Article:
Despite Machine Glitches, Citizens Struggle to Keep Philippines Election ‘Hotspot’ Peaceful
May 12, 2010
On election day in the Philippines, The Commission on Elections declared a poll failure in several towns in Lanao del Sur, among them the municipality of Bayang, where a peace covenant signing among local candidates took place in February 2010 to pledge support for the conduct of honest and peaceful elections in the area. While the peace convention provided some protocols for local candidates to refrain from any acts of violence during elections, the breakdown of the precinct count optical scan (PCOS) machines in some polling precincts caused disorder among political supporters of the local candidates.
Field staff from The Asia Foundation’s partner NGO Mindanao Dynamic for Culture of Peace (MIDCOP) who were at the polling precinct when the incident happened, reported that only 17 out of 49 PCOS machines had worked properly on the day of election. The functioning machines, however, seemed strategically placed in the polling precincts that favored only one mayoralty candidate, raising objections from other political supporters until a gunshot was heard which prompted the Board of Election Inspectors to leave the precinct areas. Some local leaders claimed the gunshot was meant to defuse the chaos that was starting to build up because of arguments among various supporters, and to provide substantive ground for failure of elections. However, the gunshot managed to leave two civilians wounded, when the bullet went through a house near the polling station.
Local citizens explained to MIDCOP that, in general, the peace convention helped stabilize the tension that naturally takes place among local candidates every election period. Unlike in previous elections, this time candidates could campaign in areas that are known to be the bailiwick of their rival candidates without fear for their security. In the past, fist fights and provocative words exchanged among political supporters (sometimes led by the candidates themselves) were a common scenario in polling areas. This time the only significant commotion was when the PCOS machines malfunctioned. Up until the time of the gunshot, the community was vigilant and committed to have credible elections after the peace convention. (In the past, residents often chose to simply run away during elections due to the risk to their lives.)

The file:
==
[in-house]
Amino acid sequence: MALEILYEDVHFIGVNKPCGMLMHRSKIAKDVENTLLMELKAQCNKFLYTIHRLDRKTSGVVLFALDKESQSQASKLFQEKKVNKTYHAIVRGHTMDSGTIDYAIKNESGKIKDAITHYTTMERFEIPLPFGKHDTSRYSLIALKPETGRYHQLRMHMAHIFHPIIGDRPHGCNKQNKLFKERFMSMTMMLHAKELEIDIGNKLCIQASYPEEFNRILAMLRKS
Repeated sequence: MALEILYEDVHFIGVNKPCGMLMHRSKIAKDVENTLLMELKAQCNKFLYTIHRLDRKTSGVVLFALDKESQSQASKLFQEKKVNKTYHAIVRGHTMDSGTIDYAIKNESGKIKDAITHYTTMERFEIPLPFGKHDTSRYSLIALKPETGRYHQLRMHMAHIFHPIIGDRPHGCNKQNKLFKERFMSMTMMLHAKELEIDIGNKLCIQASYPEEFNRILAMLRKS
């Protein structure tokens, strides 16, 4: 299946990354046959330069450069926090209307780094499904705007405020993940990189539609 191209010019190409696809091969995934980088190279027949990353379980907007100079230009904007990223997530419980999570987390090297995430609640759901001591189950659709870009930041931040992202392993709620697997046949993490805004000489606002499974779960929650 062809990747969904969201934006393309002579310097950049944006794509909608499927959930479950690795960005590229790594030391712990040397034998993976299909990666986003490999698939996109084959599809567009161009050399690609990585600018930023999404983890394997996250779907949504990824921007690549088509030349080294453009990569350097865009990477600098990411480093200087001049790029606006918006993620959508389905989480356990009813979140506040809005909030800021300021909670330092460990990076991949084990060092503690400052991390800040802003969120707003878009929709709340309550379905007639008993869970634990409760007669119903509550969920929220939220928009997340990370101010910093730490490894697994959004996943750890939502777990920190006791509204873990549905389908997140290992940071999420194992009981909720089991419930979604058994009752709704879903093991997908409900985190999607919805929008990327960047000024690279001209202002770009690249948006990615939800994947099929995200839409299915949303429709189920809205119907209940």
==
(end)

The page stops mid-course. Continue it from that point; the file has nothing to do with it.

Although the gunshot incident may appear extreme, not to mention dangerous, to an outsider, in the eyes of the people of Bayang who have experienced the bitterness of severe internal conflict, firing a warning shot is preferable to enduring a real exchange of fire. For a town that has been stained with raging violence over the years because of ambushes and killings between different clans due to political rivalry, a warning gunshot which resulted in “failure of elections in the area,” may not really be as alarming as it seems. While the greater impact of the peace convention is yet to be tested until after the elections in Bayang are over, it is hoped that those local candidates and their supporters who signed the peace covenant will still fulfill, in the end, its goal of achieving credible, honest, accurate, meaningful, and peaceful elections.
Hyro Domado is The Asia Foundation’s Assistant Program Officer for the Conflict Management Program in the Philippines. She can be reached at firstname.lastname@example.org.
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